• Many times the dough is chilled before rolling. Keep the dough refrigerated while other cookies are baking. Don’t cut the next batch until a baking sheet is cool enough to be loaded again.

• A minimum amount of flour should be used on the board and rolling pin when rolling them out — too much flour at this point will modify the flavor and create a hard cookie.

• Roll lightly, checking under the dough occasionally to make sure it is not sticking to the board.

• Rolling small amounts of dough at one time will cut down on handling and re-rolling. Cookies made from re-rolled dough are less crisp and tasty than those cut from the first rolling, therefore scraps of dough from each rolling should be collected and re-rolled together at the end of the baking project.

• Dip the cookie cutters in flour before cutting the dough.

• After cutting into shapes, gently transfer cookies to a greased baking sheet (unless recipe directions call for ungreased sheets) with a flexible spatula wide enough to support the entire cookie.

• Because they do not spread very much, only a small amount of space needs to be left between cutout cookies. CJK

P.S. Stop back later today to discover a white cutout cookie recipe that has stood the test of time.

Sunday, December 11, 2011

Peppermint Kisses

Twelve Days of Cookie Baking — Day 3
Create memories your families and friends will savor for years to come

These melt-in-your-mouth peppermint kisses are light as air — fluffy, slightly crispy and definitely low fat. “We made these a lot when we were younger because my sister had a wheat and gluten allergy,” Kristi Anderson said. “My mom was continually searching for recipes that she could enjoy. These became a family favorite for Christmas and year-round!” CJK

Peppermint Kisses
(Kristi Anderson)

4 egg whites
1/8 tsp. cream of tartar
Pinch of salt
1 1/3 cups sugar
1/2 tsp. peppermint extract
1 cup semi-sweet chocolate chips

Preheat oven to 350°F. Grease a cookie sheet or line it with parchment paper.

Beat the egg whites until fluffy. Mix in the cream of tartar and salt. Add the sugar one tablespoon at a time; beating until the egg whites form stiff peaks and the mixture is glossy. With a rubber scraper, gently fold the peppermint extract and chocolate chips into the egg white mixture.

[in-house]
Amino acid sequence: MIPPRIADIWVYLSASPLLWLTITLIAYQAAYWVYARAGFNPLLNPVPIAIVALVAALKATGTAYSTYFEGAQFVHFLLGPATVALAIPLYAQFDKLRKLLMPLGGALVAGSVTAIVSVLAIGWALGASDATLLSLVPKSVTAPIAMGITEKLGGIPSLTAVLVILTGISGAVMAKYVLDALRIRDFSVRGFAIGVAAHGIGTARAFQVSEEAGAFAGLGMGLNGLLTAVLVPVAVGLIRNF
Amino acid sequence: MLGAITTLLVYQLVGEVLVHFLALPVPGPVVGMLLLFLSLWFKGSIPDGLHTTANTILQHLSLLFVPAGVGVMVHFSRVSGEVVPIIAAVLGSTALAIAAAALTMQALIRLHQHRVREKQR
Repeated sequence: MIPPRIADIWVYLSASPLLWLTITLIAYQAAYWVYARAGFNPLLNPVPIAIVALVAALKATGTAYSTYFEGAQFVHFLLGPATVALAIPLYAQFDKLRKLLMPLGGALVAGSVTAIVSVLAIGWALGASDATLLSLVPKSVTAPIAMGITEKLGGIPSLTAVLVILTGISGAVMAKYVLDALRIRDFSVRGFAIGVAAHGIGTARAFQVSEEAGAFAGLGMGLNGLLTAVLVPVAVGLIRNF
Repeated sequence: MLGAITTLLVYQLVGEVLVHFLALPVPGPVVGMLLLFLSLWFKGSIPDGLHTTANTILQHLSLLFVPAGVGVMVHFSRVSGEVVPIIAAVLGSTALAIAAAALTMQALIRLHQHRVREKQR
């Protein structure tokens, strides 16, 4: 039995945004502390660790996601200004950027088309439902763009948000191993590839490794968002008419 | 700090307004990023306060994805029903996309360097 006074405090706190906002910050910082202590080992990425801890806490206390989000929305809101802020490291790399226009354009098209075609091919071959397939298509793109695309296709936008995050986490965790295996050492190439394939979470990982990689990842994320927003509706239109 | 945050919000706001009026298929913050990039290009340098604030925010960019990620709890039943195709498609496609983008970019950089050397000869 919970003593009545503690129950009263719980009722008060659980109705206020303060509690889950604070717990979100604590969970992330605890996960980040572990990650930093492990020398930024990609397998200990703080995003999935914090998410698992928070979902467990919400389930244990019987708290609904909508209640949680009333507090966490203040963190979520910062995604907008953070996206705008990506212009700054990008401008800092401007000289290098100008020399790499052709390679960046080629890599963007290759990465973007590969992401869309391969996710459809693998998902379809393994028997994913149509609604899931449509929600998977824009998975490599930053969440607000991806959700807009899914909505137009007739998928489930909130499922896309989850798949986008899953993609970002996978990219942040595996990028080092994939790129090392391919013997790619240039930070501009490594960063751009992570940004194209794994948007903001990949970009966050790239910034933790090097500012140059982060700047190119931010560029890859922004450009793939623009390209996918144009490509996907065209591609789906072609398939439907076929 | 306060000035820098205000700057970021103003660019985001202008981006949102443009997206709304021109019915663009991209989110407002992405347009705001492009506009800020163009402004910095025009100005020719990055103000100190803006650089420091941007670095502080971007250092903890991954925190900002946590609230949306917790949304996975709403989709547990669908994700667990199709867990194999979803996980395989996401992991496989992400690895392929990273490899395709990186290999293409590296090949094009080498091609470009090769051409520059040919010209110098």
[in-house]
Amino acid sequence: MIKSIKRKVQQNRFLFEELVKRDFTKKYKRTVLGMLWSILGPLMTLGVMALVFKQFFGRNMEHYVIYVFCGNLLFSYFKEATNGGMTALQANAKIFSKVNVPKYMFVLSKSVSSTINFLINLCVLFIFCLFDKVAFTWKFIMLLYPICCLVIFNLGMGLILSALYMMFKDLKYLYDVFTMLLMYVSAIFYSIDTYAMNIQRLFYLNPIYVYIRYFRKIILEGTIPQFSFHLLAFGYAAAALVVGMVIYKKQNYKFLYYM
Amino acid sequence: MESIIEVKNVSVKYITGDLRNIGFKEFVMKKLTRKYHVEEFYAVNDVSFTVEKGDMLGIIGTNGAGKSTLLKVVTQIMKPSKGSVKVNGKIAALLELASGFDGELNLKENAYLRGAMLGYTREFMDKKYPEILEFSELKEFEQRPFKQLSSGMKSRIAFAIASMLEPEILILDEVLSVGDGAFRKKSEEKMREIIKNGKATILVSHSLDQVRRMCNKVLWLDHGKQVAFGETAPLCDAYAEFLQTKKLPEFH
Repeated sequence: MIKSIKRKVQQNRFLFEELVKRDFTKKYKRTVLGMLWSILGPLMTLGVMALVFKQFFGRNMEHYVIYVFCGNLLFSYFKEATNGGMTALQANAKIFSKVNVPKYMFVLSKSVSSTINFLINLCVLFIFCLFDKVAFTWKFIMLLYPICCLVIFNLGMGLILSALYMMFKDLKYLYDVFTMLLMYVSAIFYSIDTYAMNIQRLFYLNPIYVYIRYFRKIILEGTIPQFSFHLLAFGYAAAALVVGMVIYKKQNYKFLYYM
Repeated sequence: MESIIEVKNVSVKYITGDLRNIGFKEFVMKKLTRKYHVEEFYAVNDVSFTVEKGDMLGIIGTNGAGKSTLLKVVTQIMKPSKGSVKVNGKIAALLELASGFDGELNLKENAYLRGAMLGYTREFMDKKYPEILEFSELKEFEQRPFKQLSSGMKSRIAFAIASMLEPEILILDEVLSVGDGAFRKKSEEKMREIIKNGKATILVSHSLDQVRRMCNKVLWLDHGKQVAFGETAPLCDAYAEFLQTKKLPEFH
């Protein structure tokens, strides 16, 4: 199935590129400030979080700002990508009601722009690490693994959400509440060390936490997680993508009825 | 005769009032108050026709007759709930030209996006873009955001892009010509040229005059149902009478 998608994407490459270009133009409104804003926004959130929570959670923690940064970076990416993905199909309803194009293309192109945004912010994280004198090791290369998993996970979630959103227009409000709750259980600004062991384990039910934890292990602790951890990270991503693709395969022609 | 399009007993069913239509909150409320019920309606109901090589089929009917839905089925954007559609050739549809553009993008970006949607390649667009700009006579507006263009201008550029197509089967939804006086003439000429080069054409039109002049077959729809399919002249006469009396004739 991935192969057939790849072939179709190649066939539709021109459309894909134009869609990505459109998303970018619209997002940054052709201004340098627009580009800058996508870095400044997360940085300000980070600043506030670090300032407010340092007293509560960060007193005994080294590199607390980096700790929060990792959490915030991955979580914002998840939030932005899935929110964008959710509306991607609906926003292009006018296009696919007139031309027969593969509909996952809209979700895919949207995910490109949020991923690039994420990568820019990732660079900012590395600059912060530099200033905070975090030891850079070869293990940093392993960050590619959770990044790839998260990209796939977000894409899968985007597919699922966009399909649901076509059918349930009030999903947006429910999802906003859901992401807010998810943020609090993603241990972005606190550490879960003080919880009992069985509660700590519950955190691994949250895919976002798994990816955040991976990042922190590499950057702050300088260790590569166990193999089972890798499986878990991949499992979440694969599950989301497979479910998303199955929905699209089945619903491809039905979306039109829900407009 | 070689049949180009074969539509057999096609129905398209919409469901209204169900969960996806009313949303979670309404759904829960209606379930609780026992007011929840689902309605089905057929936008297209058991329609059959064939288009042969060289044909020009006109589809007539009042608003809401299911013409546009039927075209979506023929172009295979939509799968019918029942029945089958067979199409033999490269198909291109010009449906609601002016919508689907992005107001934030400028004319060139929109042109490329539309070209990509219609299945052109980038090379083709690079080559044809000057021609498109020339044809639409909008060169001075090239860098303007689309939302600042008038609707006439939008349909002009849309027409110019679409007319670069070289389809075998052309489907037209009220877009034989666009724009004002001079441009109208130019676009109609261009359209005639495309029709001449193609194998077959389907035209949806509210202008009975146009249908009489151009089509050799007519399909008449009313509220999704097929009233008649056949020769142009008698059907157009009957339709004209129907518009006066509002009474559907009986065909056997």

Drop by teaspoons onto prepared cookie sheet. Place it in the oven and turn the oven off. (Yes, turn it off!) Leave the cookies in the oven for several hours or overnight. (During this time, do not open the oven door!)

Store in an airtight container.

Yield: 36 kisses

A note from Kristi: We’ve often substituted finely crushed candy canes for the peppermint extract in this recipe. You could also add a few drops of food coloring to the egg white mixture or lightly sprinkle the tops of the kisses with colored sugar before placing in the oven.

For another variation on these cookies, spoon the meringue into a pastry bag (or resealable bag with a one-inch hole cut in the corner), add a metal or plastic tip and pipe the mixture onto the prepared cookie sheet.

Instead of parchment paper, my mother always lined the cookie sheet with a paper cut from a brown paper bag. That works well, too, and is cheaper than parchment paper.

A note from Carol: Kristi is the secretary for The Catholic Foundation and Vocation Offices for St. Cloud Diocese. She is a regular columnist for “Central Minnesota Women Magazine” and “The Bright Side of Fifty” and an occasional writer for “The Visitor.” Check out other recipes she has shared with FFF readers: Chocolate Peanut Butter Stuffed French Toast, Chocolate Covered Cherry Cake Pops and Avocado Salsa.